, The Lancet Global Health, Volume 9, June 2021
Background: COVID-19 spread rapidly in Brazil despite the country's well established health and social protection systems. Understanding the relationships between health-system preparedness, responses to COVID-19, and the pattern of spread of the epidemic is particularly important in a country marked by wide inequalities in socioeconomic characteristics (eg, housing and employment status) and other health risks (age structure and burden of chronic disease).
, Preventive Medicine Reports, Volume 21, March 2021
The current COVID-19 pandemic represents an acute threat to the health of adults and children across the globe. In addition, it has the potential to worsen the health of future generations through intergenerational health effects. Examples from history, including the Dutch famine (Hongerwinter), suggest that in utero and early life environments may have significant implications for health outcomes throughout the lifespan and are important in determining risk of chronic disease in adulthood.
, Blood, Volume 137, 28 January 2021
Social determinants of health, including poverty, contribute significantly to health outcomes in the United States; however, their impact on pediatric hematopoietic cell transplantation (HCT) outcomes is poorly understood. We aimed to identify the association between neighborhood poverty and HCT outcomes for pediatric allogeneic HCT recipients in the Center for International Blood and Marrow Transplant Research database.
, Disability and Health Journal, Volume 13, October 2020
Background: There are growing numbers of adults aging with long-term mobility disabilities. Very little is known about the challenges this population experiences with everyday activities, and such challenges are likely to be greater and more complex than those of older adults who experience mobility declines later in life. Objectives: The current manuscript presents in-depth insights on the specific activity challenges experienced by older adults with long-term mobility disabilities, and the response strategies they employ to overcome those challenges.
, Mitochondrion, Volume 51, March 2020
This paper is written for non-specialists in mitochondrial biology to provide access to an important area of science that has broad implications for all people. The cell danger response (CDR) is a universal response to environmental threat or injury. Once triggered, healing cannot be completed until the choreographed stages of the CDR are returned to an updated state of readiness. Although the CDR is a cellular response, it has the power to change human thought and behavior, child development, physical fitness and resilience, fertility, and the susceptibility of entire populations to disease.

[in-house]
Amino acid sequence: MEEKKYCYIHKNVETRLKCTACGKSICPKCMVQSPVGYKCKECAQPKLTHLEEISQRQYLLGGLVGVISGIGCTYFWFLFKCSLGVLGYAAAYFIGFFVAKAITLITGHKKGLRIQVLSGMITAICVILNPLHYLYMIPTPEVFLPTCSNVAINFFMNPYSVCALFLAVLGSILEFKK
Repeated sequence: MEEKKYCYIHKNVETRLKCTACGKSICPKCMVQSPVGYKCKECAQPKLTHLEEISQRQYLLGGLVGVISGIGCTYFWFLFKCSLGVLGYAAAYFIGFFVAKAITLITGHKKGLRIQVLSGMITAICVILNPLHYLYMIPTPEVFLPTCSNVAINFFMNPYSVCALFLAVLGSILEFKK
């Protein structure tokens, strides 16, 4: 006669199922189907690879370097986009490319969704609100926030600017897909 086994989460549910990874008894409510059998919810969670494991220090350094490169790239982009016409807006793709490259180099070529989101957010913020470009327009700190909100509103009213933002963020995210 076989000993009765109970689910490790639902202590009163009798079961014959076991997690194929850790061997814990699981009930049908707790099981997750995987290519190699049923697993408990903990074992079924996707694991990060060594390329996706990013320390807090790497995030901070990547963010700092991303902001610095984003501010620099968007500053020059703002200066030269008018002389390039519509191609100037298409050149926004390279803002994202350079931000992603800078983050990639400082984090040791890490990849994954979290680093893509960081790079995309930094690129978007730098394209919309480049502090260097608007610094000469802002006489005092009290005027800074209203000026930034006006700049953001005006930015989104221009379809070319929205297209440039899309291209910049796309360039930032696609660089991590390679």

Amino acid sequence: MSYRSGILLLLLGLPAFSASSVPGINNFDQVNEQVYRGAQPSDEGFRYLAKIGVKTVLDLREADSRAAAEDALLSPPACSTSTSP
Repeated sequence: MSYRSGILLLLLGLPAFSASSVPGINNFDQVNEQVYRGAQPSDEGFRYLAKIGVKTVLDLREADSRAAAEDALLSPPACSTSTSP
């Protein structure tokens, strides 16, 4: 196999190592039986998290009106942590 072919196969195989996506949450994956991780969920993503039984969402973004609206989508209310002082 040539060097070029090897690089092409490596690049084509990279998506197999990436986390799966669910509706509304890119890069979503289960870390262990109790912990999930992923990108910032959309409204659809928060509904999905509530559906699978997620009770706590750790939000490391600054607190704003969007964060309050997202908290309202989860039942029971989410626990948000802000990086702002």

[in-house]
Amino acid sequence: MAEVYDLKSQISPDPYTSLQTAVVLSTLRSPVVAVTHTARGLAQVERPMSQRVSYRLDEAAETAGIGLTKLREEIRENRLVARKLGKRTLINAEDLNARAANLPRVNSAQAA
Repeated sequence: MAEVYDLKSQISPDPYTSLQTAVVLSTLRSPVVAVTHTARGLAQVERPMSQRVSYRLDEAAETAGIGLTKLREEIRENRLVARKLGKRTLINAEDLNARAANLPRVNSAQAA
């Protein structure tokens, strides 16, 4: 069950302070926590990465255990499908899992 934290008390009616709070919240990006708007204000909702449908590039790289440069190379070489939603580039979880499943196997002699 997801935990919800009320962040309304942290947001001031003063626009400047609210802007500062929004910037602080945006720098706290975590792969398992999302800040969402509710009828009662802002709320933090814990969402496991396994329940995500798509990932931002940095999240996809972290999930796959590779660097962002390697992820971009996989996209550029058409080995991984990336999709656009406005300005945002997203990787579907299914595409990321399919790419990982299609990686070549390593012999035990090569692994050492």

, Annals of Emergency Medicine, Volume 73, March 2019
Study objective: We estimate emergency department (ED) use differences across Medicare enrollees of different race/ethnicity who are residing in the same zip codes. Methods: In this retrospective cohort study, we stratified all Medicare fee-for-service beneficiaries aged 66 years and older (2006 to 2012) by residence zip code and identified zip codes with racial/ethnic diversity, defined as containing at least 1 enrollee from each of 3 racial/ethnic groups: Hispanics, (non-Hispanic) blacks, and (non-Hispanic) whites.
, Progress in Cardiovascular Diseases, Volume 60, June 2017
Running is a popular and convenient leisure-time physical activity (PA) with a significant impact on longevity. In general, runners have a 25%–40% reduced risk of premature mortality and live approximately 3 years longer than non-runners. Recently, specific questions have emerged regarding the extent of the health benefits of running versus other types of PA, and perhaps more critically, whether there are diminishing returns on health and mortality outcomes with higher amounts of running.
Background Non-fatal outcomes of disease and injury increasingly detract from the ability of the world's population to live in full health, a trend largely attributable to an epidemiological transition in many countries from causes affecting children, to non-communicable diseases (NCDs) more common in adults. For the Global Burden of Diseases, Injuries, and Risk Factors Study 2015 (GBD 2015), we estimated the incidence, prevalence, and years lived with disability for diseases and injuries at the global, regional, and national scale over the period of 1990 to 2015.
, Health and Place, Volume 31, January 01, 2015
Many cross-sectional studies of neighbourhood effects on health do not employ strong study design elements. The Neighbourhood Effects on Health and Well-being (NEHW) study, a random sample of 2412 English-speaking Toronto residents (age 25-64), utilises strong design features for sampling neighbourhoods and individuals, characterising neighbourhoods using a variety of data sources, measuring a wide range of health outcomes, and for analysing cross-level interactions.